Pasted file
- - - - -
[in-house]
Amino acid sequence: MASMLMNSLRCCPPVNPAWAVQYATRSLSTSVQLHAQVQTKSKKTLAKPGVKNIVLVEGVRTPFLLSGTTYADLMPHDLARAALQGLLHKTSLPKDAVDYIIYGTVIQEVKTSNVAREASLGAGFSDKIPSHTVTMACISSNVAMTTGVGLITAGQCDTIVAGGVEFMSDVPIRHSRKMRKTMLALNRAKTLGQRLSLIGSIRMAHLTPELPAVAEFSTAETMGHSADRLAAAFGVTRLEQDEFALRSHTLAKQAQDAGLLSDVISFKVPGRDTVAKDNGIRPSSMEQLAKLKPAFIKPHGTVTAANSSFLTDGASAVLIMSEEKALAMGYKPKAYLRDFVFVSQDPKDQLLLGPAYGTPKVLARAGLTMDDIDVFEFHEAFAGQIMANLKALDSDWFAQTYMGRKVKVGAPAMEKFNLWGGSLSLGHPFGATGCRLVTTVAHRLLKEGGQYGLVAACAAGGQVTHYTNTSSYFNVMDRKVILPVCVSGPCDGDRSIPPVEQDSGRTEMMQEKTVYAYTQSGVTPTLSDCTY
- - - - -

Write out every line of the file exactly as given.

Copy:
[in-house]
Amino acid sequence: MASMLMNSLRCCPPVNPAWAVQYATRSLSTSVQLHAQVQTKSKKTLAKPGVKNIVLVEGVRTPFLLSGTTYADLMPHDLARAALQGLLHKTSLPKDAVDYIIYGTVIQEVKTSNVAREASLGAGFSDKIPSHTVTMACISSNVAMTTGVGLITAGQCDTIVAGGVEFMSDVPIRHSRKMRKTMLALNRAKTLGQRLSLIGSIRMAHLTPELPAVAEFSTAETMGHSADRLAAAFGVTRLEQDEFALRSHTLAKQAQDAGLLSDVISFKVPGRDTVAKDNGIRPSSMEQLAKLKPAFIKPHGTVTAANSSFLTDGASAVLIMSEEKALAMGYKPKAYLRDFVFVSQDPKDQLLLGPAYGTPKVLARAGLTMDDIDVFEFHEAFAGQIMANLKALDSDWFAQTYMGRKVKVGAPAMEKFNLWGGSLSLGHPFGATGCRLVTTVAHRLLKEGGQYGLVAACAAGGQVTHYTNTSSYFNVMDRKVILPVCVSGPCDGDRSIPPVEQDSGRTEMMQEKTVYAYTQSGVTPTLSDCTY